June 18, 1948 |
New York City, New York, U.S.
|Education||Ph.D. in Sociology and Personality Psychology from Harvard University, BA Social Studies from Harvard University|
|Known for||Social Studies of Science and Technology|
|Notable work||The Second Self: Computers and the Human Spirit”, Alone Together: Why We Expect More from Technology and Less from Each Other|
I love sharing photographs and websites, I'm for all of these things. I'm for Facebook. But to say that this is sociability? We begin to define things in terms of what technology enables and technology allows.
I think few people of education enter politics because it seems like a contact blood sport.
There are moments of opportunity for families; moments they need to put technology away. These include: no phones or texting during meals. No phones or texting when parents pick up children at school – a child is looking to make eye contact with a parent!
The most used program in computers and education is PowerPoint. What are you learning about the nature of the medium by knowing how do to a great PowerPoint presentation? Nothing. It certainly doesn't teach you how to think critically about living in a culture of simulation.
Teenagers would rather text than talk. They feel calls would reveal too much.
What is so seductive about texting, about keeping that phone on, about that little red light on the BlackBerry, is you want to know who wants you.
It used to be that people had a way of dealing with the world that was basically, 'I have a feeling, I want to make a call.' Now I would capture a way of dealing with the world, which is: 'I want to have a feeling, I need to send a text.'
Thumbs up or thumbs down on a website is not a conversation. The danger is you get into a habit of mind where politics means giving a thumbs up or thumbs down to a website. The world is a much more complex place.
We are inhibited from aggression by the presence of another face, another person. We're aware that we're with a human being. On the Internet, we are disinhibited from taking into full account that we are in the presence of another human being.
I think that we live in techno-enthusiastic times. We celebrate our technologies because people are frightened by the world we've made.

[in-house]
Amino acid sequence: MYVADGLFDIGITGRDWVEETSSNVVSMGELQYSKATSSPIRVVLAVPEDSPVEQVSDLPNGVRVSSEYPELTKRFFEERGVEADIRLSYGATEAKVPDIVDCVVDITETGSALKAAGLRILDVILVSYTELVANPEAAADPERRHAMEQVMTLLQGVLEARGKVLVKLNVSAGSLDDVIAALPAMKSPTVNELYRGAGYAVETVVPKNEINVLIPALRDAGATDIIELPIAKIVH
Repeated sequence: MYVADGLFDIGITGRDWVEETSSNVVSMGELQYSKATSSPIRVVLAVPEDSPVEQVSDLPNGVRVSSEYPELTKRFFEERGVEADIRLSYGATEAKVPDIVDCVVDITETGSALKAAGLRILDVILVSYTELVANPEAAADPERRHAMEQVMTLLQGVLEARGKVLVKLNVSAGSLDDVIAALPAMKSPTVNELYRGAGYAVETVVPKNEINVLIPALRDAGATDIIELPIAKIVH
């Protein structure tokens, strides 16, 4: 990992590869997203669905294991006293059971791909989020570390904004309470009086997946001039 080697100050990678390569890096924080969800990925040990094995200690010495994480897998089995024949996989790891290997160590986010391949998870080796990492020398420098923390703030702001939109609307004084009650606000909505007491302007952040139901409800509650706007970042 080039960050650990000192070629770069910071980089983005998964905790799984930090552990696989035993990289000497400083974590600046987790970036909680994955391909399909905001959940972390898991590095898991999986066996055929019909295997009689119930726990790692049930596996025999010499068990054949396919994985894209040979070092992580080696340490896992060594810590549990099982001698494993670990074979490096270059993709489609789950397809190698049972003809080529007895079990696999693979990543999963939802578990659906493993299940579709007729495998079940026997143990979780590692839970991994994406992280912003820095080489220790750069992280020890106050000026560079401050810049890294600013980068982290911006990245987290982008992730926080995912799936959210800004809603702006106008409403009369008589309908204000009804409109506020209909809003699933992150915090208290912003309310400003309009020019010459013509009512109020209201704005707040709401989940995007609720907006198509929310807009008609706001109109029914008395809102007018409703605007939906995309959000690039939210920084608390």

I think computers are the ultimate writing tool. I'm a very slow writer, so I appreciate it every day.
What I'm seeing is a generation that says consistently, 'I would rather text than make a telephone call.' Why? It's less risky. I can just get the information out there. I don't have to get all involved; it's more efficient. I would rather text than see somebody face to face.
Technology challenges us to assert our human values, which means that first of all, we have to figure out what they are.
It is painful to watch children trying to show off for parents who are engrossed in their cell phones. Children are nostalgic for the 'good old days' when parents used to read to them without the cell phone by their side or watch football games or Disney movies without having the BlackBerry handy.
It used to be that we imagined that our mobile phones would be for us to talk to each other. Now, our mobile phones are there to talk to us.
People thought I was very pro-computer. I was on the cover of 'Wired' magazine. Then things began to change. In the early '80s, we met this technology and became smitten like young lovers. But today our attachment is unhealthy.
Teenagers talk about the idea of having each other's 'full attention.' They grew up in a culture of distraction. They remember their parents were on cell phones when they were pushed on swings as toddlers. Now, their parents text at the dinner table and don't look up from their BlackBerry when they come for end-of-school day pickup.